First Step: An Issuance of Summons

A court summons is sent when a person has been charged with violating a town ordinance or state law. The person who has received the summons will need to show up at their assigned time and location, which is usually the municipal courtroom, to answer for the charge(s) against them. If they don’t come, they may be found guilty in absentia and could be fined up to $1,000.00 or given a jail sentence if it’s a serious enough offense.

Step Two: Show Up before Judge or Magistrate

If someone fails to respond after being summoned by the judge, there may be a warrant issued for the individual. 

Municipal Court Penalties in Upper Saddle River, NJ

Penalties change often, which is why it’s good to speak with licensed lawyer near you. The information below represents common penalties, but may not be accurate for the Upper Saddle River Municipal Court. 

A violation is an offense that carries a penalty of $500 or below, while a misdemeanor charge can carry penalties up to $1k or one year in jail. A person’s driving privileges may be suspended for six months if they receive three speeding tickets within 12 months.

The penalties for different crimes in municipal courthouses vary depending on the severity of an charges. For example, if you are caught with marijuana without having a prescription for it then you could be fined up to $2k or spend up to six months in jail.

Upper Saddle River Municipal Court Records

Municipal Court records from a municipal court may be difficult to find because they are not always stored in one area or system. The records that an individual might need to depend on the type of matter they have before the court, where it’s at in the process, and what kind of of information is needed by law to be available.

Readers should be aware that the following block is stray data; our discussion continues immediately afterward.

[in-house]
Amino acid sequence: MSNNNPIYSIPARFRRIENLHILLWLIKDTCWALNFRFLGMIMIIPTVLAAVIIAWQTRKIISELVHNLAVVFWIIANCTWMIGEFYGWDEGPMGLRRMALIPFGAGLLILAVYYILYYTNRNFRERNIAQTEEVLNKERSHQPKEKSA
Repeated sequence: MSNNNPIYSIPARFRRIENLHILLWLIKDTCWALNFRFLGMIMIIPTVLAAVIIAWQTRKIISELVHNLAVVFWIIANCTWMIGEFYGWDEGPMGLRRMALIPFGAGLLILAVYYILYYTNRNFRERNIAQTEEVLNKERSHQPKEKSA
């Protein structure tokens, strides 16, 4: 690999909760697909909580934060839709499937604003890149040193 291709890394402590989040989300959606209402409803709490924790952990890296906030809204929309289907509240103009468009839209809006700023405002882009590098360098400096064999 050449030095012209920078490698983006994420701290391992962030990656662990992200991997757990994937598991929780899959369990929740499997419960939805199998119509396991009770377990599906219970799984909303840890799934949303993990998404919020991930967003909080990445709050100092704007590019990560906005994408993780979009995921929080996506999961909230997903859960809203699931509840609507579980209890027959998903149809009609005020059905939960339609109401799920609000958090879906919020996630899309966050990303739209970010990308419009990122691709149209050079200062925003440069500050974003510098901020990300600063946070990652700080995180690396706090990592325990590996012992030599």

Common Questions ABOUT the Upper Saddle River Municipal Court

What is municipal court in Upper Saddle River, New Jersey?

In New Jersey, the municipal court is a lower level with civil and criminal matters within a town or municipality. Municipal courts have a small jurisdiction and have limited authority as well, dealing only with petty crimes and misdemeanor crimes.

What does the municipal court handle in Upper Saddle River, New Jersey?

Depending on the scope of the municipality, a municipal court can handle a civil division (cases with less than  $15,000 at issue), a traffic/criminal division, or a housing and environmental division. Serious cases/crimes are deal with by higher authorities.

How many judges does the Upper Saddle River Municipal Court have?

The number of judges depends on the municipality’s size.

How are cases heard in municipal courts in New Jersey?

A municipal courthouse judge may be either elected or appointed to serve for a set term of years or until they retire. Judges are commonly chosen by precincts with each precinct’s results evaluated based on population. Municipal magistrates are often not attorneys but have some legal education and must complete several hours of continuing education every year to maintain their licenses.